What you need to know:
- One company with women drivers only is gaining popularity in Ethiopia's male-dominated sector and making a good profit.
- Figures from the Ethiopian Ministry of Transport show that women are insignificantly represented in the sector at less than three per cent.
- The Seregela Company works solely with pre-orders and communications with customers from a call centre to track the activities of each car and ensure the safety of its female drivers.
As a growing number of ride-hailing companies vie to penetrate the untapped market in Ethiopia, one company with women drivers only is recently gaining popularity in the country's male-dominated sector and making a good profit.
Meron Mengistie is one of the 150 women drivers at the Seregela Taxi Ride Service, which solely hires women drivers in its ambition to penetrate Ethiopia's ever-expanding ride-hailing service.
"I have always dreamt of driving and this job has given me the best platform to do so," Ms Mengistie told Xinhua recently.
Figures from the Ethiopian Ministry of Transport show that about 10,000 drivers are presently engaged in ride-hailing services across Addis Ababa, the Ethiopian capital. Women, however, are insignificantly represented in the sector, contributing less than three per cent of it.
"I am so happy that Seregela introduced such an opportunity for women. I call on others to follow suit and hire more women drivers so that they can support their families,” said Ms Mengistie.
Female cab drivers
The Seregela Company, founded in March 2020, works solely with pre-orders and communications with customers from a call centre to track the activities of each car and ensure the safety of its female cab drivers.
"We are enjoying an increasing number of customers. Naturally, women are very caring. As a female taxi driver, I treat customers to the best of my ability amid safe driving," said Mengistie, who is a mother of two.
Hailu Zergaw, fleet manager at Seregela Taxi Ride Service, said serving with only women drivers is helping to expand its business, in addition to promoting gender parity in Ethiopia's male-dominated transport sector.
"We are unique in that we provide the ride-hailing service with women drivers and that helped us expand our customers' base," Zergaw told Xinhua.
Ride-hailing service is relatively a new venture in Ethiopia, Africa's second-most populous nation, with a growing number of companies vying to penetrate the untapped market, mainly in the capital of Addis Ababa and its surroundings.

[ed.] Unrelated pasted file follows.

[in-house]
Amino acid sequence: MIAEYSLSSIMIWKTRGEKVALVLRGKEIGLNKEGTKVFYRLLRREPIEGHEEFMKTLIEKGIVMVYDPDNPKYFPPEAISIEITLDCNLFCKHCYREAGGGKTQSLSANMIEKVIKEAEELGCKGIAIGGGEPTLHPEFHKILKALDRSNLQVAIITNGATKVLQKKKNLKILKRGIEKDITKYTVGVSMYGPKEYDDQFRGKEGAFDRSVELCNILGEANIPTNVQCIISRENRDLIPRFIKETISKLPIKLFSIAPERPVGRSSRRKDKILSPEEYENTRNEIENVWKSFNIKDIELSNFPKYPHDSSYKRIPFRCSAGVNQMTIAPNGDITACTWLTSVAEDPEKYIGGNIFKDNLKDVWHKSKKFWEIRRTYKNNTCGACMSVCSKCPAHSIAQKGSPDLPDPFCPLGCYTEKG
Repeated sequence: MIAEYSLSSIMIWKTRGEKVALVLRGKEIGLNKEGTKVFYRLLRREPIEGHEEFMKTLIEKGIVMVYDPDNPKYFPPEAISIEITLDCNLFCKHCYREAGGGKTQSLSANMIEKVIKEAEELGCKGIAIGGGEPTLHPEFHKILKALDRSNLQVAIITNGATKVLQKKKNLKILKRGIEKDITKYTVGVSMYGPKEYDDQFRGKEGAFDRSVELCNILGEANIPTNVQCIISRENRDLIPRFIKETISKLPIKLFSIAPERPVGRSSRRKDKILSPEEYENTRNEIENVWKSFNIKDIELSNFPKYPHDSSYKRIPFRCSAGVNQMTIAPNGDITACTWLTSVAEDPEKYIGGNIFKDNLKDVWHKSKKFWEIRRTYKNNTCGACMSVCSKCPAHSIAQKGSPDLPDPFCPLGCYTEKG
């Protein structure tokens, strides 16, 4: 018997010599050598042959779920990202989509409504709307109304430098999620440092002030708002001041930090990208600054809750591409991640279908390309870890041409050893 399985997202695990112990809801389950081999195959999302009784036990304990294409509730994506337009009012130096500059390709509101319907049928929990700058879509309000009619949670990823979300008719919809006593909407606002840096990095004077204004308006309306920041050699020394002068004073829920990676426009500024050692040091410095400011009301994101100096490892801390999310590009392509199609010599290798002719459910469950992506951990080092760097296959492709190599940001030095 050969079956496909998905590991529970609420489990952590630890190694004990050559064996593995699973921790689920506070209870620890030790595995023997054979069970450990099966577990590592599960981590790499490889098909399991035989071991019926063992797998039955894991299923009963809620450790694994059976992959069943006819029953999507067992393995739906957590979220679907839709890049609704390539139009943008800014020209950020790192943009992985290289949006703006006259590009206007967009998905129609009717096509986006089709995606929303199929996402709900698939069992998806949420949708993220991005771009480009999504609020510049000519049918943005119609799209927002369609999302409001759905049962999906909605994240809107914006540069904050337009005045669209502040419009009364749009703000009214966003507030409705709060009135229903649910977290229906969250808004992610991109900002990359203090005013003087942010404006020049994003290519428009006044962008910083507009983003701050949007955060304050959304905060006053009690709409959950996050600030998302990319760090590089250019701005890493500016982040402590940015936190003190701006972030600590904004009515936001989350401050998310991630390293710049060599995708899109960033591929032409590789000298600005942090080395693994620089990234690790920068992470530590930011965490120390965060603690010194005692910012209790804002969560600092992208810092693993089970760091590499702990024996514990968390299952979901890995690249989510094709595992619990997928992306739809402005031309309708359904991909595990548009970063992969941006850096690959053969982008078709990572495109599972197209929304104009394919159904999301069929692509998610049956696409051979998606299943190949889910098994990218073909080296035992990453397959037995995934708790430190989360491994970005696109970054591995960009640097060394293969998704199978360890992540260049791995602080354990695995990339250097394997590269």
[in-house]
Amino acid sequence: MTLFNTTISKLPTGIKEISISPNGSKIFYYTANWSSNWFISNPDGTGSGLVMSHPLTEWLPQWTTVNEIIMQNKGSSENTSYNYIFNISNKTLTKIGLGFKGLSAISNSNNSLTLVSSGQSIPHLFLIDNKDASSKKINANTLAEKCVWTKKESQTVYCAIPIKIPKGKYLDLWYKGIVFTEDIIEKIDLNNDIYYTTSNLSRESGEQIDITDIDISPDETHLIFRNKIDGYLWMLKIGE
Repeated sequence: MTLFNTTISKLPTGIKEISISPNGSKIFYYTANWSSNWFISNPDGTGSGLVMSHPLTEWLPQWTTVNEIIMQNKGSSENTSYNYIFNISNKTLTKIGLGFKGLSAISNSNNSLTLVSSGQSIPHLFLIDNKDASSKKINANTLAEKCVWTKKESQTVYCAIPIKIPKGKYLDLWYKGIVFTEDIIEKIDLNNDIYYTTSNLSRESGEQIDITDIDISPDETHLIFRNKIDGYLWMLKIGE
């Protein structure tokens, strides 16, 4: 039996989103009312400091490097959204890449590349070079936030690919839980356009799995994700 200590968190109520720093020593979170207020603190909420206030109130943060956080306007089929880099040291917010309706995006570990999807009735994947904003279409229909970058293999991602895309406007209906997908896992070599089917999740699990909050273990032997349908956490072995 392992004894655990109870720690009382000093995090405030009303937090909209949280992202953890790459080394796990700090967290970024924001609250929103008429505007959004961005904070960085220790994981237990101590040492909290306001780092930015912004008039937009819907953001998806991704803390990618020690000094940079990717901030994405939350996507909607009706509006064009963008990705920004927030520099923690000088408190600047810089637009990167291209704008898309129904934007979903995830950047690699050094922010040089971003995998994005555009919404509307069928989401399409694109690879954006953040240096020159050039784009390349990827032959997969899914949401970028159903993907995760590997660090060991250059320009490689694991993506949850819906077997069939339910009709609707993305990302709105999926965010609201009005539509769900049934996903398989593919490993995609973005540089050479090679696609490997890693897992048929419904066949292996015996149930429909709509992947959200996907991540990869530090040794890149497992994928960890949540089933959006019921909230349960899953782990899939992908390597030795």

Zergaw insisted that the company, the first of its kind by dispatching women-operated taxi services, envisaged boosting the economic participation of women and creating much-needed job opportunities.
Pool of talent
"Women are little represented in Ethiopia's transportation industry. It is a vocation that has never existed (for women) and we are trying to create a pool of talent, right from sourcing, mobilizing and retaining. It is a challenge," said Zergaw.
Noting women drivers are often praised for their safety and loyalty, Zergaw emphasized that the company aspires to leverage this distinctive quality so as to attain market sustainability.
Sileshi Worku, a Seregela ride-hailing service user, singled out the maximum safety and security assurance as a distinguished quality in using women-operated taxi services.
"The female drivers never drive beyond the speed limit," Worku told Xinhua, noting that he switched to using women-operated taxi services for close to one year. Wearing neat uniforms in brand colours, the female drivers cater to commuters with 150 cabs across Addis Ababa.
"We want to boost women's income and ease their entry into the transportation industry, from which they have traditionally been excluded," Zergaw said.
The initiative to exclusively hire women drivers was, however, a major challenge for the company, mainly due to women's nearly non-existent representation in the sector, said Zergaw, claiming that getting women drivers on board and adequately training them has been a difficult task for the company.
In addition to offering driving lessons, the company also trains its women drivers on the entire mechanism and functioning of their cars.
Blen Mehari, another driver recruited by the company, said the rare opportunity enabled her to be productive and help her family economically.
"I used to spend my days sitting idle until I got a chance to work as a driver in the company six months ago. I am very grateful for having this chance to become a professional taxi driver," said Ms Mehari, who provides taxi service for up to 10 commuters a day.
Noting that women taxi drivers relatively encounter higher psychological and physical harassment than male drivers due to the lack of women's representation in the male-dominated sector, Ms Mehari was confident that the women-operated ride-hailing service is changing the dominance by promoting the inclusion of women in the industry.